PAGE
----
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From Tiny to Micro, Design Build Program Creates Two Micro Houses

Brad McCorkle, professor of architecture at University of Texas at Arlington, had never used ZIP System® stretch tape, but was quickly converted.

“As soon as I saw the demo on it, I was like, ‘We’re going to get some of that right?’” he laughed.

McCorkle leads the university’s design build program, Parallel Construction, and was researching products to use for the two student-designed, micro houses — both under 400 sq. ft. Once he was introduced to Huber Engineered Woods products, McCorkle decided to use 1 1/8” AdvanTech® subflooring, 7/16" ZIP System sheathing® for the walls and 1/2” ZIP System® sheathing for the roof deck. ZIP System™ tape and ZIP System™ stretch tape were also used on both builds.

The process:

Last August, 18 undergraduate students and two graduate students were tasked with creating micro house designs. The pool of 20 designs was narrowed down to five. Then, those five designs were presented to architects, contractors and faculty members to vote on the top two designs. The final part of the semester was spent putting together construction documents, a material list and calculating costs. 

A ZIP System® sheathing and tape sales representative visited the jobsite and walked the students through taping joints and flashing window openings. 

“I like this system because it’s all one round of labor,” McCorkle said. “You’re not doing the sheathing and then the housewrap, and then watching the housewrap blow away.” 

Prior to the build, McCorkle said the students had very limited construction and power tools experience. In the spring, they started working on the jobsite three days a week and eventually increased to seven days a week.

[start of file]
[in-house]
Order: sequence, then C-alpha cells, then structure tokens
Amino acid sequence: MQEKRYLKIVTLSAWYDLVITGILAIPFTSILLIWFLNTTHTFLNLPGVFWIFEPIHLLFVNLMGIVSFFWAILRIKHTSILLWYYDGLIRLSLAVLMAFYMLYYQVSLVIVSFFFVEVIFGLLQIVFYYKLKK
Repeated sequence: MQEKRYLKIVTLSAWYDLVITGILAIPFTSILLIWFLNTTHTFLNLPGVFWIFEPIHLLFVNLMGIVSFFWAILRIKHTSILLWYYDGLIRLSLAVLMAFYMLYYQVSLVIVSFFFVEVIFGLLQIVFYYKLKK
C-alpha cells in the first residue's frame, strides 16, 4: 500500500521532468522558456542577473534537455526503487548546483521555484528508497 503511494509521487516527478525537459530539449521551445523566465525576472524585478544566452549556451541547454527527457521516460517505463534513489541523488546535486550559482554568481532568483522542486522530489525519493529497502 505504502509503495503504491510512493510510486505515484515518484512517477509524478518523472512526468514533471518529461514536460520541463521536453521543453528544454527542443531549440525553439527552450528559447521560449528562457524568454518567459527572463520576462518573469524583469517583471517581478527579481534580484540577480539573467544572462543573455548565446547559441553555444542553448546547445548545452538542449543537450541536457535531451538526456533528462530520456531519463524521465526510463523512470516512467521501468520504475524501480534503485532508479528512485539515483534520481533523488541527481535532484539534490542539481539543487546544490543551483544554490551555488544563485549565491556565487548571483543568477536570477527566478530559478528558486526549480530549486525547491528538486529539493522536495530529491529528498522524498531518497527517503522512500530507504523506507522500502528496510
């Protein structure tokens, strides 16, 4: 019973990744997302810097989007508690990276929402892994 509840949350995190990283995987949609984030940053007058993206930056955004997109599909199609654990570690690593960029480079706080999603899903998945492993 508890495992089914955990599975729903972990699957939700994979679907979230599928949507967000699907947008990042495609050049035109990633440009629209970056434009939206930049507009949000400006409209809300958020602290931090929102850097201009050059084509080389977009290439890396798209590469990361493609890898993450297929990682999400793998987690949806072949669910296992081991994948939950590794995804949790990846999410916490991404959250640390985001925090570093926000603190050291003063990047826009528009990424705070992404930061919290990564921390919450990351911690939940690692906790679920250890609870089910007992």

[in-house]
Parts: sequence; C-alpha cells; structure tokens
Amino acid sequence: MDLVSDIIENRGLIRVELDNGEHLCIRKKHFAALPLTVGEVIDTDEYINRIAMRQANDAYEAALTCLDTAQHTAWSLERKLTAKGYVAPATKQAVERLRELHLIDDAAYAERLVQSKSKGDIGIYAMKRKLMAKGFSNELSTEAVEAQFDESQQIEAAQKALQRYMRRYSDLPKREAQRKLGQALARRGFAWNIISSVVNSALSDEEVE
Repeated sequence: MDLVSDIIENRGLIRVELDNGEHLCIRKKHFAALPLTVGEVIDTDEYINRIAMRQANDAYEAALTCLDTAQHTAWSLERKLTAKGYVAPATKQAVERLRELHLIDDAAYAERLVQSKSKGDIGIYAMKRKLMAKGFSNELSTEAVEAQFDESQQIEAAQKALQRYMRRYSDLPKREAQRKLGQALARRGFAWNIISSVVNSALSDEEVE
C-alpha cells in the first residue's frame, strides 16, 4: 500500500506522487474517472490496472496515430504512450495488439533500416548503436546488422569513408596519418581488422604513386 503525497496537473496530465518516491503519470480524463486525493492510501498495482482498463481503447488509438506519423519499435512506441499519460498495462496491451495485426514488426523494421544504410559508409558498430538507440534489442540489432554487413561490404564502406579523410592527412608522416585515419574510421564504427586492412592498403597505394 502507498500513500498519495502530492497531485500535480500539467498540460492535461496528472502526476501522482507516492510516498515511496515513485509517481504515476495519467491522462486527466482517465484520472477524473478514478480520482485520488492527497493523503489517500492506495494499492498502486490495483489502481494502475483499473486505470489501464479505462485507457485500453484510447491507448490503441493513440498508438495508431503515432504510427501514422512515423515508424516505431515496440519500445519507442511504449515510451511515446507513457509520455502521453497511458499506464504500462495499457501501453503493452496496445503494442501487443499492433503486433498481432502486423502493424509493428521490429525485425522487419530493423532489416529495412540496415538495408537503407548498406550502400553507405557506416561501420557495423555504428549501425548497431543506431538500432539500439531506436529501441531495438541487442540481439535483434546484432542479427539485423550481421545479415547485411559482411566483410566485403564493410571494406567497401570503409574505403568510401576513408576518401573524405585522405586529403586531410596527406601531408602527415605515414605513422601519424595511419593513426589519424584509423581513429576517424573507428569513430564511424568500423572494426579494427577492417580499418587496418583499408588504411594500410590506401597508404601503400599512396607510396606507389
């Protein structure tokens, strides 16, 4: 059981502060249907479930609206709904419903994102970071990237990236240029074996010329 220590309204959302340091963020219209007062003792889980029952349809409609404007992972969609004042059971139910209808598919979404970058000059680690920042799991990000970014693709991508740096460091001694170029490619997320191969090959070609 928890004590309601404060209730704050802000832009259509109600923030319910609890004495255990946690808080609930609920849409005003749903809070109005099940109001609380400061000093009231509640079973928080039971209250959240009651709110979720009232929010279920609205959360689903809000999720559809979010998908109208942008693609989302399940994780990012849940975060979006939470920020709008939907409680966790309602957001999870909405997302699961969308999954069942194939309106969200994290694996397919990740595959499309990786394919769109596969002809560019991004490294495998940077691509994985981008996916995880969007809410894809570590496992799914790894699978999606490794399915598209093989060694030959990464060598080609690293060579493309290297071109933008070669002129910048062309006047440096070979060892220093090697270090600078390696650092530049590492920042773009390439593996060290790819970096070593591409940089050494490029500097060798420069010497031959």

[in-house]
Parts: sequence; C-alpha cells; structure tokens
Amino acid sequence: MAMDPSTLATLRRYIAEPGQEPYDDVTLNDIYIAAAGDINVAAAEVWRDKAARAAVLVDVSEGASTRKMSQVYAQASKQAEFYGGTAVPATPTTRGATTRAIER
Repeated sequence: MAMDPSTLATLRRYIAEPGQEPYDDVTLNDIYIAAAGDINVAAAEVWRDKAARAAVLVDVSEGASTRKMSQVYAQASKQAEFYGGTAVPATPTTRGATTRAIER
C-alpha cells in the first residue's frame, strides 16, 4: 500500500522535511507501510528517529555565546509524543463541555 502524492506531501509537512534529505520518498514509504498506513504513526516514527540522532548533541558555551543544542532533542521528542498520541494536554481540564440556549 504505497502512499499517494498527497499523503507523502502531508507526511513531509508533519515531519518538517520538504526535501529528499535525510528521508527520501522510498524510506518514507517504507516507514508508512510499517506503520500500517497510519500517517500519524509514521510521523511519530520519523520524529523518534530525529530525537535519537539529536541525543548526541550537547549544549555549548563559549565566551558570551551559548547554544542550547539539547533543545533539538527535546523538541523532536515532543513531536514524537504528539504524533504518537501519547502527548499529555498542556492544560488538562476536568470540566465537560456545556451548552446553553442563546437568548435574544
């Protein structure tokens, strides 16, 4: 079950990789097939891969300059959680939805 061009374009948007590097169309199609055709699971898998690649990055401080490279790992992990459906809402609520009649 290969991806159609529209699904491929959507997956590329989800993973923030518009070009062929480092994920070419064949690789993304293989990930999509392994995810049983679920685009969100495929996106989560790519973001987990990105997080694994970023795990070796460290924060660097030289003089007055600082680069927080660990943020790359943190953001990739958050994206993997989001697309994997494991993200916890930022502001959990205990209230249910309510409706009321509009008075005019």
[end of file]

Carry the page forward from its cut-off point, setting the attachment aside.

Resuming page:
“The fact that they were able to not only learn the process of construction, but overcome the pretty steep power tools learning curve was amazing,” McCorkle said. “We had a contractor that said before it would take one of his crews three months to build one of these tiny houses. (These students) did it in just under four months and they built two of them.”

The final results:

Nexus House — 390 sq. ft.

This micro house is composed of three modules that bolt together to form one interior space. To make it easier to move the micro house to its future permanent location, the students didn’t put the metal on the roof for the center module. Since its completion, the center module has only had ZIP System sheathing and tape for protection and McCorkle said it hasn’t seen any leakage.

Casa Modulo — 360 sq. ft. 

This one has two units — a kitchen and living room module and a 12 x 12 bedroom/bathroom module. Modules are separated by an open-air deck with a trellis above. 

Both units were designed so the roof could come off as one piece. Being modular, the micro houses will be easier to disassemble and reassemble at another location. 

As for what will happen to the two houses, McCorkle and the university are exploring a couple of options. They are planning a sealed bid auction where one project will go to the highest bidder and the second project will be donated to Habitat for Humanity or a veteran through the Veteran’s Association.

Bigger and better

The 2018-2019 Parallel Construction program has big plans for the coming years. Students will design and build a 1,600 sq. ft. single family residence with three bedrooms and two bathrooms. Funding for the coming year is through the Housing Network who supplied the program with a build site and funding. A contractor will also provide expertise on the project, material handling and ordering, and will assist with the permitting process.

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